World Elder Abuse Awareness Day is June 15th
Joe Gavin is the Chief Programs & Community Engagement Office of the San Diego Seniors Community Foundation.
World Elder Abuse Awareness Day (WEAAD) was launched on June 15, 2006, by the International Network for the Prevention of Elder Abuse and the World Health Organization at the United Nations.
The purpose of WEAAD is to provide an opportunity for communities around the world to promote a better understanding of abuse and neglect of older persons by raising awareness of the cultural, social, economic and demographic processes affecting elder abuse and neglect.
Approximately 1 in 10 Americans over age 60 experience some form of elder abuse. According to a 2017 study, 15.7% of people over age 60 experienced some type of abuse, but it is likely underestimated since only 1 in 24 cases of elder abuse is reported. Two out of 3 elder abuse victims are women.
- According to the Centers for Disease Control and Prevention, “Elder abuse is an intentional act or failure to act that causes or creates a risk of harm to an older adult. An older adult is someone age 60 or older. The abuse often occurs at the hands of a caregiver or a person the elder trusts.”
- The World Health Organization states that “Elder abuse can be defined as “a single, or repeated act, or lack of appropriate action, occurring within any relationship where there is an expectation of trust which causes harm or distress to an older person.”
- The National Research Council describes elder abuse as “(a) intentional actions that cause harm or create a serious risk of harm to a vulnerable elder by a caregiver or other person who stands in a trust relationship to the elder, or (b) failure by a caregiver to satisfy the elder’s basic needs or to protect the elder from harm.”
Elder mistreatment typically takes one of five forms: physical abuse, psychological or emotional abuse, sexual abuse, financial abuse, and neglect. As with the broader definition of elder mistreatment, understandings of specific types of maltreatment may vary. They are often impacted and informed by socio-cultural orientations and may be differently construed by diverse constituencies and individuals.
Physical Abuse: the intentional or reckless use of physical force or physical coercion that may result in bodily injury, physical pain, or impairment. Acts of physical violence include, but are not limited to, hitting, beating, pushing, shoving, shaking, slapping, kicking, pinching, and burning. Physical abuse also embraces any unlawful, excessive, or unnecessary use of physical or chemical means to restrain or confine an elder, such as force-feeding and physical punishment.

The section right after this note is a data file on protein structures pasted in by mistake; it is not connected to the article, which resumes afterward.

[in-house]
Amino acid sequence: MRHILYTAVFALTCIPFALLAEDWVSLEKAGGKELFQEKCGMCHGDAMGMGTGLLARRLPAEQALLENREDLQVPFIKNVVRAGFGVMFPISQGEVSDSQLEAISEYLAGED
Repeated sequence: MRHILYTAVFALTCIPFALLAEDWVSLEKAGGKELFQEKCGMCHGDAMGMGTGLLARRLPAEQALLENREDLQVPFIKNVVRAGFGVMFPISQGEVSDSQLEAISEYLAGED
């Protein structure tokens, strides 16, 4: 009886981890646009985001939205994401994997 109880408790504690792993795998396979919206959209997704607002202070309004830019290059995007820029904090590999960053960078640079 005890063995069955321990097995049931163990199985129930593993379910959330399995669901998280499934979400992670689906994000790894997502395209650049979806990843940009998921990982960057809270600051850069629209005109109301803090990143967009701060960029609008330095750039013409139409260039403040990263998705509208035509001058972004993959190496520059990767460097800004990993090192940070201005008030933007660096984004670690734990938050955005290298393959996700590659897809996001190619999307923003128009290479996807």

Sexual Abuse: non-consensual sexual contact of any kind with an older adult, perpetrated through force, threats, or the exploitation of authority. Sexual abuse includes, but is not limited to, unwanted touching, sexual assault or battery, sexual harassment, and sexual interaction with elders who lack the capacity to give consent.
Emotional or Psychological Abuse: the infliction of anguish, pain, or distress through verbal or nonverbal acts including, but not limited to verbal assaults, insults, threats, intimidation, humiliation, isolation, and harassment.
Financial Abuse: the illegal or improper use of an elder’s funds, property, or assets including, but not limited to misusing or stealing an older person’s money or possessions, coercing or deceiving an older person into signing any document (e.g., contracts or will), and the improper use of conservatorship, guardianship, or power of attorney.
Neglect: the refusal or failure to fulfill any part of a person’s obligations or duties of care to an elder which include, but are not limited to, life necessities such as food, water, clothing, shelter, personal hygiene, medicine, comfort, and personal safety.
The County of San Diego District Attorney’s Elder Abuse Unit is recognized as a national and international leader in combatting elder abuse. Every year, this office responds to over 10,000 cases of elder and dependent adult abuse. For more information on the work of this division of the Family Protection Crimes Unit, follow this link https://www.sdcda.org/helping/elder-abuse
To learn more about World Elder Abuse Awareness Day, please visit https://ncea.acl.gov/WEAAD.aspx
The San Diego Seniors Community Foundation is a member of the County’s Elder Abuse Council and is proud of our collaboration with the County District Attorney’s office in bringing much-needed attention to this critical issue facing a growing number of vulnerable older adults.
Please contact APS (Adult Protective Services) if you observe, suspect, or have knowledge of physical abuse, financial abuse, abandonment, isolation, abduction, neglect by others or neglect by self. Anyone can report abuse to APS, not just mandated reporters.
- Call 911 if a life-threatening situation is in progress
- To make a report of elder or dependent adult abuse, call 800-339-4661
- Mandated reporters can use an online system to make a report at www.AISWebReferral.org.
For free legal assistance for elder law and advocacy, please visit San Diego Senior Law and Advocacy: http://seniorlaw-sd.org/